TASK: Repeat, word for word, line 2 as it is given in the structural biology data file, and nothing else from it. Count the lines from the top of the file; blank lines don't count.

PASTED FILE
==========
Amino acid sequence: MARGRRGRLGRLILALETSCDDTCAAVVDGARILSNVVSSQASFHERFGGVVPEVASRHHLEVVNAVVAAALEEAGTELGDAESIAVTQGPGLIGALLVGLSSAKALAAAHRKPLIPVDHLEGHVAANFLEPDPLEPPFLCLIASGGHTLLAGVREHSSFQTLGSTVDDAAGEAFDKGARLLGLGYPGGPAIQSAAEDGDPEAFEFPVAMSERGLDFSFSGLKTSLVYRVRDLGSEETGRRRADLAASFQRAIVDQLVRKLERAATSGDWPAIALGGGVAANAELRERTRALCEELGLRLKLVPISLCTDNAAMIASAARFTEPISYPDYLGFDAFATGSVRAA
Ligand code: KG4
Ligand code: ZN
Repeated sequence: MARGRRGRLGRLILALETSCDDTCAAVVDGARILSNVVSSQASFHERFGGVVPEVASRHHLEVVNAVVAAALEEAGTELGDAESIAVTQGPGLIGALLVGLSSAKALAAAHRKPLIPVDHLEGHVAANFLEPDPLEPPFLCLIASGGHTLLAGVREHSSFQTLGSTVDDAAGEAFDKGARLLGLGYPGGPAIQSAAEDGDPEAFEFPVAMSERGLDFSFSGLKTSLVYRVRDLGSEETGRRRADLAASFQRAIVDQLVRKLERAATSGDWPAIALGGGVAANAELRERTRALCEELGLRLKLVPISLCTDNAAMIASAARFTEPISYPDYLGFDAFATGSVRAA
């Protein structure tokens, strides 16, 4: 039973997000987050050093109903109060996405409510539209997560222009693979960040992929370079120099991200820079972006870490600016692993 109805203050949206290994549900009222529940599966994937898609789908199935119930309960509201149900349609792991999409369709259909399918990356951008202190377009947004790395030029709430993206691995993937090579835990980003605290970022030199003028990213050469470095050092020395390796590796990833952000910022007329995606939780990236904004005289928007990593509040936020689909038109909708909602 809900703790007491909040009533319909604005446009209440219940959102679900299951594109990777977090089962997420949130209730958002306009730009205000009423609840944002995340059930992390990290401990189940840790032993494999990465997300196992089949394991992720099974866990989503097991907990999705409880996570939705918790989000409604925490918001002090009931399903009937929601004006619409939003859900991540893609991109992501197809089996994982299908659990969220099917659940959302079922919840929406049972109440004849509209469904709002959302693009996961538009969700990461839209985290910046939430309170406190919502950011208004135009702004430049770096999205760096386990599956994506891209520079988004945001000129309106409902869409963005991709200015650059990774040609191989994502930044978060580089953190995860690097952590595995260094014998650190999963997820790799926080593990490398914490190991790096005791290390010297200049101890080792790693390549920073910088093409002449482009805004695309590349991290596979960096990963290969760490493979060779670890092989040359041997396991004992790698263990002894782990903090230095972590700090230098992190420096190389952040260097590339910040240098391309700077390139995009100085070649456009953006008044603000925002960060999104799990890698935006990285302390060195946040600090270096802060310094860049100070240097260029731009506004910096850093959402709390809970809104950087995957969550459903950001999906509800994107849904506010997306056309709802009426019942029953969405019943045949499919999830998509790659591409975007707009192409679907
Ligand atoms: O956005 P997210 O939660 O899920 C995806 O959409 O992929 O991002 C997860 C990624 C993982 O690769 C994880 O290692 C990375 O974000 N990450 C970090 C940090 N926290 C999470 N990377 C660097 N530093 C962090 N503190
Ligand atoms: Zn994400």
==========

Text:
Ligand code: KG4